2.) Boil
Once the berries were separated, I poured them into a large stock pot (I actually used 2 pots because I had so many berries). I then covered the berries with water. Not a lot of water, just about an inch above the berry line. The goal is to add water without diluting the berry juice too much. As you can see in the picture above- there were still some bits and pieces of stems left in the pot, but any leftover stems or flowers will rise to the top once you add the water, so you can spoon them out. I then reached in and squished the berries up by hand. You dont have to do that- I just felt like it.  :) Anyway, I then turned the stove on and brought the water/berries to a boil. After removing my hand of course.

3.) Simmer
Once the berry mixture is boiling, let it simmer gently for 25 minutes or so. This will help to soften the skin of the berries and extract the glorious purple juice within.

This is how the berries looked after I squished them up a bit, just before being boiled.

4.) Strain
After the berries have simmered, strain the elderberry juice into a large container. We are not going to use the berries in our syrup, so the goal here is to get as much juice out of the berries as possible and leave behind the skins and seeds etc. Here is the contraption I came up with. Costa Rican coffee maker + organic cotton bag = great straining device!

Pour the berry juice through a sieve or cheese cloth to catch all the juice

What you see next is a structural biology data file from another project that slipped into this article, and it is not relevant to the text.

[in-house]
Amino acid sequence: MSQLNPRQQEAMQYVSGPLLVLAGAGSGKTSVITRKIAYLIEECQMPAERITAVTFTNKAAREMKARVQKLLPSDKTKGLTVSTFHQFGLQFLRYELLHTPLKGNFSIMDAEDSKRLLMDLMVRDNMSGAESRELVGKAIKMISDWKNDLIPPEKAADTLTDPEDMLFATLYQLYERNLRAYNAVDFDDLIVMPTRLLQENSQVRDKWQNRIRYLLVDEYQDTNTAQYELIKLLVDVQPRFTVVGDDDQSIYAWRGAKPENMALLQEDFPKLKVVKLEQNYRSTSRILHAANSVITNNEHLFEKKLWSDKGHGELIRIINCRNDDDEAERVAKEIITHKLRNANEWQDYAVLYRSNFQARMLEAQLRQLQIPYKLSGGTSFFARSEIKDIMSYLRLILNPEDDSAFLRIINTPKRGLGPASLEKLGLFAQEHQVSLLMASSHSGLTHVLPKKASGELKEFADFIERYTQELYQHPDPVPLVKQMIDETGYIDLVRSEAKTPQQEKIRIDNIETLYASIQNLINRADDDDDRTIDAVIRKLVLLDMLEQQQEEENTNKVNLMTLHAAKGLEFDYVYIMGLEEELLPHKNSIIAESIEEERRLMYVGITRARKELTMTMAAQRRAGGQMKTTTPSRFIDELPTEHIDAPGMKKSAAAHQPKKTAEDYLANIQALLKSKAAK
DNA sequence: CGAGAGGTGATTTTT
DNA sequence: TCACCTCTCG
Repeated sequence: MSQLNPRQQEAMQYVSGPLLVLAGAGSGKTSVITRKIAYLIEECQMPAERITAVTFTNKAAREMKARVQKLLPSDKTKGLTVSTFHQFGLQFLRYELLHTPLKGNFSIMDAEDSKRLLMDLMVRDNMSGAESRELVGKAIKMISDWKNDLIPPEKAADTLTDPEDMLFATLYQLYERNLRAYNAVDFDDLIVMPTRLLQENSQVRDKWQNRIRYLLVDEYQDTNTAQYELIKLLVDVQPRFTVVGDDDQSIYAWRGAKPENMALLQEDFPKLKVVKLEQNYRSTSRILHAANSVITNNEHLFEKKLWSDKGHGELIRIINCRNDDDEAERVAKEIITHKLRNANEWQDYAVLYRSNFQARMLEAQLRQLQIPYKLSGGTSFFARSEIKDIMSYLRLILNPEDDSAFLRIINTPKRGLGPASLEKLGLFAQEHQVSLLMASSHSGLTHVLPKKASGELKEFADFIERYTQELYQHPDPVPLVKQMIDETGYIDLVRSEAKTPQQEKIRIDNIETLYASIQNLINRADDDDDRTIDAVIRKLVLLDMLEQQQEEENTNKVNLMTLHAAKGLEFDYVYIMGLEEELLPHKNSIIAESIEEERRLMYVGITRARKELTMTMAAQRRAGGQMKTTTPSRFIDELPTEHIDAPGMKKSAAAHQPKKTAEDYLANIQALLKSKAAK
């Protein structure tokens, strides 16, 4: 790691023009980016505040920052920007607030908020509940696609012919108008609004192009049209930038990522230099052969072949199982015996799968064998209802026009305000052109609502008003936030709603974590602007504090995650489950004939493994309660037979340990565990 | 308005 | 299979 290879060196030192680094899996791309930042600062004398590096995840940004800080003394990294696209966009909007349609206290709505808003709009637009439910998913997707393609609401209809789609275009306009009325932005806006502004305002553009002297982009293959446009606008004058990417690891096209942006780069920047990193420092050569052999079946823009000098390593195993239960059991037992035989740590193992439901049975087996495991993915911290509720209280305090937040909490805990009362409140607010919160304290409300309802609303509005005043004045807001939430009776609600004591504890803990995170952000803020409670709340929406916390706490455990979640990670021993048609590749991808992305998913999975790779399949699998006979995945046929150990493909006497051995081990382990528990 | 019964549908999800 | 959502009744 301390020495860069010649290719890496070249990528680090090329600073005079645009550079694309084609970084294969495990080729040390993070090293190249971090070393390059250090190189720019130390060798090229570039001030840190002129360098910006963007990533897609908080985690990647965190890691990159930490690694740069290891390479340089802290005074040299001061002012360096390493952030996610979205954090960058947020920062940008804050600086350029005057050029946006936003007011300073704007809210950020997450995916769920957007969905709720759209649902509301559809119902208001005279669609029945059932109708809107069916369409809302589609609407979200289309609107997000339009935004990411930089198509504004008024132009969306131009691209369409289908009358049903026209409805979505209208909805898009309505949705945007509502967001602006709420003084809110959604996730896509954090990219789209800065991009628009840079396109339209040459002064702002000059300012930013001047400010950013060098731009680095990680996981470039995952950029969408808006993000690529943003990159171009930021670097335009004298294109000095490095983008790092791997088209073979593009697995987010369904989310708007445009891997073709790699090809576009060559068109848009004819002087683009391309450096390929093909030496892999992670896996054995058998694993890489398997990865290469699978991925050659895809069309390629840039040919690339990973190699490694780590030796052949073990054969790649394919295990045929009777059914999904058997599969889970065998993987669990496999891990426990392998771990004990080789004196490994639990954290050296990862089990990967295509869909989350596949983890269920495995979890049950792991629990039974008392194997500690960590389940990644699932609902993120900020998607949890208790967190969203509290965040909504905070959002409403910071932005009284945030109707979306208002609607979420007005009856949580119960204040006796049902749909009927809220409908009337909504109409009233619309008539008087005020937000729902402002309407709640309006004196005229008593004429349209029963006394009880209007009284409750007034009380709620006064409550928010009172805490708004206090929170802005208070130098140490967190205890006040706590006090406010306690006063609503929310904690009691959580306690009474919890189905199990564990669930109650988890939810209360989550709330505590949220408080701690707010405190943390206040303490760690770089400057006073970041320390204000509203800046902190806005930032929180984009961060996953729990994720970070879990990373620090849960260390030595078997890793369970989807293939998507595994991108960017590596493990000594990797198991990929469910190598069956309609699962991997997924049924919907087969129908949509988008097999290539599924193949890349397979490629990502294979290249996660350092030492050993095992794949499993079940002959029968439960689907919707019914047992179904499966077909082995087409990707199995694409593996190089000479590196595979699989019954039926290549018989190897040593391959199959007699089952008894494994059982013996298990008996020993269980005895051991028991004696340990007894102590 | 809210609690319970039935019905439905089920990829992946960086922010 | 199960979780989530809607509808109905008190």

Another good way to strain the juice out,  it is to lay a clean cotton cloth over a colander and pour it through. This will allow all the juice to be used but none of the other debris will make it through. After all the juice has been poured out, I would recommend you put all of the berries into a cheese cloth or a mesh bag, and squeeze the life out of them. Milk those babies for all their worth!!

The berries, after being squeezed to death. (and Norah’s hand)

5.) Add Ingredients
I then added approximately 48 ounces of honey to the juice. I had about 2.5  gallons of elderberry syrup and I basically did it to taste. I have a tendency to ignore recipes and just do my thing. But I tried to stick to a method this time. Tried. I also added 4 cinnamon sticks to the mix because cinnamon is just amazing and is also a great cold killer.

6.) Re-boil the syrup
Once I got every ounce of juice out of the berries, I poured the elderberry syrup back into the large pot to boil again for a short time. As you can see, I am by no means an expert pourer. Sadly, I spilled a couple of ounces during the transfer. Sad day.

No use crying over spilled milk- but ederberry syrup? That’s a different story *sob*

So, after I dried my tears and cleaned up the mess, I then re-boiled the syrup.

Look at that beautiful purple syrup!! Mmmmm

6.) Prepare Jars
While the syrup was heating up again, I prepared my canning jars. The jars need to be sterilized so that all bacteria is dead. For long term storage, this is a vital step. Its actually important even if you plan to use your syrup within the week. Just better all around. You dont want a bunch of nasty bugs getting into that liquid gold. I also sanitized the lids by pouring boiling water over them.

7.) Distribute
Once the jars are clean and the syrup has boiled for a few minutes, I let it cool for a bit and then poured it into the jars and put the lids on.

If you dont wish to can/preserve your syrup, you can stop reading here. The following steps detail how to can the jars for long term storage. If you plan to use the syrup within a month or so, you can keep it in the fridge and take it daily or as needed. Skip to the bottom for some suggestions on use and dosage.

8.) Canning